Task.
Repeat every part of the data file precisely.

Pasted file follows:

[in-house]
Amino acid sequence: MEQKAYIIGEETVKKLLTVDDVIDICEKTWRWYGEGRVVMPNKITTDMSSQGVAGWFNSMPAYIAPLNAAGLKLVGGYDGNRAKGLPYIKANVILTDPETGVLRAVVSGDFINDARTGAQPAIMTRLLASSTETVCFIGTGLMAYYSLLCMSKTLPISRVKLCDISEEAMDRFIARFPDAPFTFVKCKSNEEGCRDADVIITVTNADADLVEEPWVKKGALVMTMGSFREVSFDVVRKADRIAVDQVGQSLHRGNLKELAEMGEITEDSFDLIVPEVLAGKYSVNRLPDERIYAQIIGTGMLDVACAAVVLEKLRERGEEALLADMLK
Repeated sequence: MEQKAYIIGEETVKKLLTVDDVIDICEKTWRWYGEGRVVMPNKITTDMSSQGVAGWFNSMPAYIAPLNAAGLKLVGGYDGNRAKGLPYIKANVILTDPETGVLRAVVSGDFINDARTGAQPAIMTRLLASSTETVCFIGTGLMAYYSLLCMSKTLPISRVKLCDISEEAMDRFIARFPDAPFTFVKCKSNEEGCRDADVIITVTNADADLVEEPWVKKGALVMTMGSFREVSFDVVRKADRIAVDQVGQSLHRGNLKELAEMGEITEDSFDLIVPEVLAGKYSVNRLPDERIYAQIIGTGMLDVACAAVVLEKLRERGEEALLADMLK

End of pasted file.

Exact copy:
[in-house]
Amino acid sequence: MEQKAYIIGEETVKKLLTVDDVIDICEKTWRWYGEGRVVMPNKITTDMSSQGVAGWFNSMPAYIAPLNAAGLKLVGGYDGNRAKGLPYIKANVILTDPETGVLRAVVSGDFINDARTGAQPAIMTRLLASSTETVCFIGTGLMAYYSLLCMSKTLPISRVKLCDISEEAMDRFIARFPDAPFTFVKCKSNEEGCRDADVIITVTNADADLVEEPWVKKGALVMTMGSFREVSFDVVRKADRIAVDQVGQSLHRGNLKELAEMGEITEDSFDLIVPEVLAGKYSVNRLPDERIYAQIIGTGMLDVACAAVVLEKLRERGEEALLADMLK
Repeated sequence: MEQKAYIIGEETVKKLLTVDDVIDICEKTWRWYGEGRVVMPNKITTDMSSQGVAGWFNSMPAYIAPLNAAGLKLVGGYDGNRAKGLPYIKANVILTDPETGVLRAVVSGDFINDARTGAQPAIMTRLLASSTETVCFIGTGLMAYYSLLCMSKTLPISRVKLCDISEEAMDRFIARFPDAPFTFVKCKSNEEGCRDADVIITVTNADADLVEEPWVKKGALVMTMGSFREVSFDVVRKADRIAVDQVGQSLHRGNLKELAEMGEITEDSFDLIVPEVLAGKYSVNRLPDERIYAQIIGTGMLDVACAAVVLEKLRERGEEALLADMLK